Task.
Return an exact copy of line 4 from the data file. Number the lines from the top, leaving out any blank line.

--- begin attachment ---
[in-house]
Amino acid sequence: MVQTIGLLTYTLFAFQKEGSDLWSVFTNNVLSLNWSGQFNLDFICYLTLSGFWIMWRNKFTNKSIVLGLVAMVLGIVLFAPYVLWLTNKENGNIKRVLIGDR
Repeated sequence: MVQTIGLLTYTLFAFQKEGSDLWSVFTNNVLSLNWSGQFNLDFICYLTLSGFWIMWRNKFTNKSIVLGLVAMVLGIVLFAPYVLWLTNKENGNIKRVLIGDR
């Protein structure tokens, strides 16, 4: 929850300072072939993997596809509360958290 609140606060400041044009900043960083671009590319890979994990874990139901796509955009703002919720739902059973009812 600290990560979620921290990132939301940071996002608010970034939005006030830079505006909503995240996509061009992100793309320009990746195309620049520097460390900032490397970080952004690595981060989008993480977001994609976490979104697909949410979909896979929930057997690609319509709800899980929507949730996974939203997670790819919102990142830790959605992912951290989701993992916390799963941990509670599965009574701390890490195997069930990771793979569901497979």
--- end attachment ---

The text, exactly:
């Protein structure tokens, strides 16, 4: 929850300072072939993997596809509360958290 609140606060400041044009900043960083671009590319890979994990874990139901796509955009703002919720739902059973009812 600290990560979620921290990132939301940071996002608010970034939005006030830079505006909503995240996509061009992100793309320009990746195309620049520097460390900032490397970080952004690595981060989008993480977001994609976490979104697909949410979909896979929930057997690609319509709800899980929507949730996974939203997670790819919102990142830790959605992912951290989701993992916390799963941990509670599965009574701390890490195997069930990771793979569901497979």